If you use a foil kite regularly, it is best to have one bar just for that one kite to be left connected. You will save a huge amount of hassle. The speed and hassle free setup and pack down is actually one of the biggest enjoyments of foil kites.edt wrote:I am constantly moving my bars (have 4 different control bars with different line lines) around so I get tangles constantly
Good advice. As well the thin pigtails Pansh uses now ,like the Flysurfer ones too, are not designed to take the bar off and on. The only negative to thick pigtails with their bigger knots is they do tangle much more easy.edt wrote: Also if you are like me and constantly switching bars, it helps if you put kook proof pigtails on your kite, use whatever system you like that helps prevent confusion.
On the ground they can give that impression but in the air they are just front and rear. If you are trying to sort out the mess on the ground I hold the front pigtail up in the air and check nothing cross's over it and the A bridle, it should run free to the LE of the kite. You then do the same looking at B then C then Z, usually while still holding the front pigtail. You can then place the front pigtail to the center and the rear to the outside, only to keep them in order for when you sort your lines out. You can actually do it in reverse but that may confuse y'all.edt wrote: For my aurora, the rear line pigtail is below and closer to the center while the center pigtail is on top and closer to the tip of the kite.
It happens. It may surprise you but any tangle can still be resolved with the bar connected and easier once you know how, well that is if you have a low V on your front lines. You can pass the bar through the lines and lines around the bar. By leaving the bar connected you will avoid some truly horrible mess with bridles passing through bridles. Having said that they can still tangle and it is a bit of an art to get things undone quickly. Think "lightly tossing salad or pasta" you sort of tease at tangle messes and gentle pull. Once you pull tight hard knots form and you need to go in like a surgeon dissecting the mess. Then I often follow the lines into the mess and pull/untangle them out. Leaving the lines connected gives you a way to follow out of the knotted mess. If you disconnect them you will make more tangles as you undo it all. Other tricks include following your hand along the kite to pull bridles that are wrap around the kite, and wrap the bar up to pass the bar through crossed bridles at the kite, that is usually a setting up problem when the bar is still wrapped(if you leave it connected). Having said all that I hardly use any of it any more as good flying and hard set setup and pack up techniques avoid them all. Occasionally I still do though and I have to search my memory a bit to remember. But when I was a beginner with foils I did it a lot, even disconnecting my lines If you have to you have to.Jamie-NYC wrote:I disconnected lines because I made a mistake, tried to launch in a difficult spot first time (January), then had issues folding kite to put away, etc., had a disastrous mess. The upside of that mistake is that I am learning (with no one to teach me but this forum, thanks).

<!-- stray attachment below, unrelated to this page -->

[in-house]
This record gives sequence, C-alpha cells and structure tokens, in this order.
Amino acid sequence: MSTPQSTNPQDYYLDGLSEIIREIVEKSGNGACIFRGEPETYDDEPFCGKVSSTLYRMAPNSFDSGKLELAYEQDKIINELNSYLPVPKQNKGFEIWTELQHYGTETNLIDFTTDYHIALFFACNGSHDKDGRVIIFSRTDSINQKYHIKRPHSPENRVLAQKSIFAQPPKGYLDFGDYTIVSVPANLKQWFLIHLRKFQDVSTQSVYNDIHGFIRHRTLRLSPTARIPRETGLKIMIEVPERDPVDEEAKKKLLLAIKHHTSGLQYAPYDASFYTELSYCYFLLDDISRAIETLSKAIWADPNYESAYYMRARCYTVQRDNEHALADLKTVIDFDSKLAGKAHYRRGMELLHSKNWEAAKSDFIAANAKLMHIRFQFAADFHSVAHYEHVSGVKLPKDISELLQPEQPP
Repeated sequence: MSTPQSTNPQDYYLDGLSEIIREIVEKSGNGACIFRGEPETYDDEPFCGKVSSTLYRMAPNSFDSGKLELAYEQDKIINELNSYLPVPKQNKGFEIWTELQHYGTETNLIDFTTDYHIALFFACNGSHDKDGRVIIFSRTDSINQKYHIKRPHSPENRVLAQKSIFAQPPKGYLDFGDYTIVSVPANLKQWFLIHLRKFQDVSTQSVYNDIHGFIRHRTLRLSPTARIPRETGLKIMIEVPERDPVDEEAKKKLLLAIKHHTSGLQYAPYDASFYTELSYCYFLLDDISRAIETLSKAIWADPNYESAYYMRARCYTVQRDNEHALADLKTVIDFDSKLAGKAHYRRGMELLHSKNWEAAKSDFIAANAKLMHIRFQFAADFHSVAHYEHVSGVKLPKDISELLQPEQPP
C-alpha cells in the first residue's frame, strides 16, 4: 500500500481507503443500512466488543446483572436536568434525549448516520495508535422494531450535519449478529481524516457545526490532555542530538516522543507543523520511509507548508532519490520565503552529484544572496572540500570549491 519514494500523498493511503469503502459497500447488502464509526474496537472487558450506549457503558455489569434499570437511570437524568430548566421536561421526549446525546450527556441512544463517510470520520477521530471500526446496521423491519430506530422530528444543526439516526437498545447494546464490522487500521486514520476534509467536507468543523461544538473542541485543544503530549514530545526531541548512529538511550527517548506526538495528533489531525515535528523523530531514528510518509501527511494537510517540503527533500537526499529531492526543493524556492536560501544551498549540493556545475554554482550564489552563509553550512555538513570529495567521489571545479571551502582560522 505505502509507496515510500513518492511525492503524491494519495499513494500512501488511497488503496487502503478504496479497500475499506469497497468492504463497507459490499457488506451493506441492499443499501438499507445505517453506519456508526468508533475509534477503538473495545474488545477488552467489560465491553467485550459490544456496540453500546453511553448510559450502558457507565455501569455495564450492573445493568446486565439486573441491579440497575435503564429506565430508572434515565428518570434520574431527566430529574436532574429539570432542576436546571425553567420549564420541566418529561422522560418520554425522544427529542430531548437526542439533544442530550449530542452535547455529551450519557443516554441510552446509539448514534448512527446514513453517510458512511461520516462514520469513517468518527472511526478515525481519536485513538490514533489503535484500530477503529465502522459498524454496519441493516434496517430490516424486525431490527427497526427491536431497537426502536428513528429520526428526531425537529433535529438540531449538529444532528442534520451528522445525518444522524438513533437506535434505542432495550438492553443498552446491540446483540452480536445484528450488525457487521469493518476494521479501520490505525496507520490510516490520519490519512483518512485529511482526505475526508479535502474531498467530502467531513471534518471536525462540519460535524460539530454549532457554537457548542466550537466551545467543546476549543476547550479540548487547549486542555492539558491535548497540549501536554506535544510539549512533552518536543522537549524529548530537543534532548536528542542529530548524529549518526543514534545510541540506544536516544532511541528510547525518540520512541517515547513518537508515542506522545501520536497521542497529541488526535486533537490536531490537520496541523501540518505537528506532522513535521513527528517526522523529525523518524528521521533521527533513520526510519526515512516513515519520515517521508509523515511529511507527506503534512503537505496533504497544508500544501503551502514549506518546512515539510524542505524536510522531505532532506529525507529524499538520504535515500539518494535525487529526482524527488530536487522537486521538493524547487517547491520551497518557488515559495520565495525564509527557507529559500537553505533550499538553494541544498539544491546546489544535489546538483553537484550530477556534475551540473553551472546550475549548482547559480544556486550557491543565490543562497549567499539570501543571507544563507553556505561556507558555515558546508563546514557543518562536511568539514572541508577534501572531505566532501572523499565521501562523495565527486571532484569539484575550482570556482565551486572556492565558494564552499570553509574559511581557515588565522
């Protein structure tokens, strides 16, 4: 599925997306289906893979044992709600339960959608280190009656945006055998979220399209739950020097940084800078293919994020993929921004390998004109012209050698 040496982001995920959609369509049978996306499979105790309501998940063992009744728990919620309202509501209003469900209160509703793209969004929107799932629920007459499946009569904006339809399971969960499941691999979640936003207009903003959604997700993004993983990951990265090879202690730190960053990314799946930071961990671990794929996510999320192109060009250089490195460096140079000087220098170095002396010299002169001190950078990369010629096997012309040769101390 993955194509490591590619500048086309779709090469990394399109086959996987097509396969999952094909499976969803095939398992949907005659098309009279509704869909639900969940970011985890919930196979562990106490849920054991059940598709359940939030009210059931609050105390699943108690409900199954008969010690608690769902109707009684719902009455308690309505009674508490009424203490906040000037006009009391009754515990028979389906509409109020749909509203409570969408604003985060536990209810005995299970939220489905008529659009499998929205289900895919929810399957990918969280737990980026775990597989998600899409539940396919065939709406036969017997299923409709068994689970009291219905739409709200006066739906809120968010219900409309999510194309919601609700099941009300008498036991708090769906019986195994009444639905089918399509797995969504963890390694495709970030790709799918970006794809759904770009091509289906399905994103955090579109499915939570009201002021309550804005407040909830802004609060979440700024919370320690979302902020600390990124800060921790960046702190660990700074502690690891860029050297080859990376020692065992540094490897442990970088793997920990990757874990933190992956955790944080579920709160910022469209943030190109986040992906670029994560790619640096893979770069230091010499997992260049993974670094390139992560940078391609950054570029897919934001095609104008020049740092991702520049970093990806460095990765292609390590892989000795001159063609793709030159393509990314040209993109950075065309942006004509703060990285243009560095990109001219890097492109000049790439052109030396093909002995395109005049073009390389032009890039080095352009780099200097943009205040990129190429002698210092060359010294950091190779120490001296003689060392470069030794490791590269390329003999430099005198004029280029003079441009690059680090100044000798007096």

Hmm on my A15 the Front pigtail is a thicker grey line and the Rear is slightly thinner red. They are both full length splices on the pigtails, so are twice as thick as the line used. They are also made from the same front and rear lines I bought for my A15 from Pansh. It sounds like with what you said in your opening post you were connecting the lines in reverse? May be the pigtails are on the wrong ends? The thicker(grey) one should definitely be on the front connected to A with 2 pulley lines(at one ends) connected to it.Jamie-NYC wrote:The other odd thing about the color coding is that the brake lines are heavier weight than the "front" lines, also opposite of LEI.
Lay the kite out flat down wind with sand on the trailing edge. Hold the front pigtail up so it has slight tension. You should be able to see how the bridles flow freely to the kite. If they don't you have a problem. REALLY REALLY best you don't launch with a problem, you will just get headaches.Jamie-NYC wrote:It's very hard to really see what's going on with all of th lines while the kite is lying flat on the ground - eager to get it up in the air and really study it
NP. If it does slip the ring where you connect the leash should stop it at the chicken loop and just give you some steering issues till you land. To make the ring's hole tighter you can wrap some line through and around the ring and tie it off. Doing this many times you can make bigger rings work as well. But I only think you have a very low chance of it slipping through, the thick safety line connected to the front line is quite fat at the join and should not go through the ring. So I wouldn't worry.Jamie-NYC wrote:Also note: foilholio, your suggestion about FLS not in my 4-line conversion seems a good idea - no not, just lines looped together. Goes through the cleat on the chicken loop more smoothly, hope will not pull through the small ring under load. Will eventually change the chicken loop - and possibly convert to pulley bar (I actually kind of like pulley bars).
I agree it's better to see it that way. But rear lines lead to the outside lines at the bar. Good to see both sides of the story. My 2 cents.foilholio wrote:Windrider you are just confusing him foils don't have outside lines only front and rear...
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